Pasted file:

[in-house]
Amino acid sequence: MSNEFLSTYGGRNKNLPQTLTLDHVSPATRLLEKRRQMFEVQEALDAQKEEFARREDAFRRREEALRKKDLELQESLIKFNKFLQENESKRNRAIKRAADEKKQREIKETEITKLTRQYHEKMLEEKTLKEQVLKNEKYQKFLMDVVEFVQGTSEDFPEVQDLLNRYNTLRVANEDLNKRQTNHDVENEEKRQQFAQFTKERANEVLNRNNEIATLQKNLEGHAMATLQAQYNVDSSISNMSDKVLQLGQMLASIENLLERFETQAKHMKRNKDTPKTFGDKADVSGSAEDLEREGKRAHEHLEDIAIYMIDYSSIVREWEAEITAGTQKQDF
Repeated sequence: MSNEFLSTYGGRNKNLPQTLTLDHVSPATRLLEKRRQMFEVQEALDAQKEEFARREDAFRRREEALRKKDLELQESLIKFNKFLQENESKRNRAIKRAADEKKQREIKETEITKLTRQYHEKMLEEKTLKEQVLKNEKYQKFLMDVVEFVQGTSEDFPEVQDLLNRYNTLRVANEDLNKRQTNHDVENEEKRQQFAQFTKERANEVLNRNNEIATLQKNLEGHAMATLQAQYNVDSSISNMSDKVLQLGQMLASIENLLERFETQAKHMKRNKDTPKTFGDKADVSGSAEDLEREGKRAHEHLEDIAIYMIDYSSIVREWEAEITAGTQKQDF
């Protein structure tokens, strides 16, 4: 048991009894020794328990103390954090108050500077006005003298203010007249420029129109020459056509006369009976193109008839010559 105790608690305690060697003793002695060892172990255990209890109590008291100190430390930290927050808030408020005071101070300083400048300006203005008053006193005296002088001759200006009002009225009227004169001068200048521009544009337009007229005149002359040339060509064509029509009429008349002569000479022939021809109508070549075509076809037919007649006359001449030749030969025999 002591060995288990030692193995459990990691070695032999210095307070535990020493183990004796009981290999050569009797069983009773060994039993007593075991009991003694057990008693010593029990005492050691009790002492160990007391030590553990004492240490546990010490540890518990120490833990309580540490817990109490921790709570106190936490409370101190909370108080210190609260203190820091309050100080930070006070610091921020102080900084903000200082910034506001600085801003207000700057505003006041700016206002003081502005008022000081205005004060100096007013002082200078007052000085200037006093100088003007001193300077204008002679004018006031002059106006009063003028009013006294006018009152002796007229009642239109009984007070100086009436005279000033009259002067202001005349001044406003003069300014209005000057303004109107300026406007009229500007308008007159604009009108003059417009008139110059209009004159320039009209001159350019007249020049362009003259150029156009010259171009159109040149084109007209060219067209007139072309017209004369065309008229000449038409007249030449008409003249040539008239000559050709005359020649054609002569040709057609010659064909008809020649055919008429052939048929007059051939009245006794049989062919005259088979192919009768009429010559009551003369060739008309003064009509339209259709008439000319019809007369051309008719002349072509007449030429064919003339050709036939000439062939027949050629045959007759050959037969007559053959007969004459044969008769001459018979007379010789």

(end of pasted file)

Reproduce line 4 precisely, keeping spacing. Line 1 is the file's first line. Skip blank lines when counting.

């Protein structure tokens, strides 16, 4: 048991009894020794328990103390954090108050500077006005003298203010007249420029129109020459056509006369009976193109008839010559 105790608690305690060697003793002695060892172990255990209890109590008291100190430390930290927050808030408020005071101070300083400048300006203005008053006193005296002088001759200006009002009225009227004169001068200048521009544009337009007229005149002359040339060509064509029509009429008349002569000479022939021809109508070549075509076809037919007649006359001449030749030969025999 002591060995288990030692193995459990990691070695032999210095307070535990020493183990004796009981290999050569009797069983009773060994039993007593075991009991003694057990008693010593029990005492050691009790002492160990007391030590553990004492240490546990010490540890518990120490833990309580540490817990109490921790709570106190936490409370101190909370108080210190609260203190820091309050100080930070006070610091921020102080900084903000200082910034506001600085801003207000700057505003006041700016206002003081502005008022000081205005004060100096007013002082200078007052000085200037006093100088003007001193300077204008002679004018006031002059106006009063003028009013006294006018009152002796007229009642239109009984007070100086009436005279000033009259002067202001005349001044406003003069300014209005000057303004109107300026406007009229500007308008007159604009009108003059417009008139110059209009004159320039009209001159350019007249020049362009003259150029156009010259171009159109040149084109007209060219067209007139072309017209004369065309008229000449038409007249030449008409003249040539008239000559050709005359020649054609002569040709057609010659064909008809020649055919008429052939048929007059051939009245006794049989062919005259088979192919009768009429010559009551003369060739008309003064009509339209259709008439000319019809007369051309008719002349072509007449030429064919003339050709036939000439062939027949050629045959007759050959037969007559053959007969004459044969008769001459018979007379010789």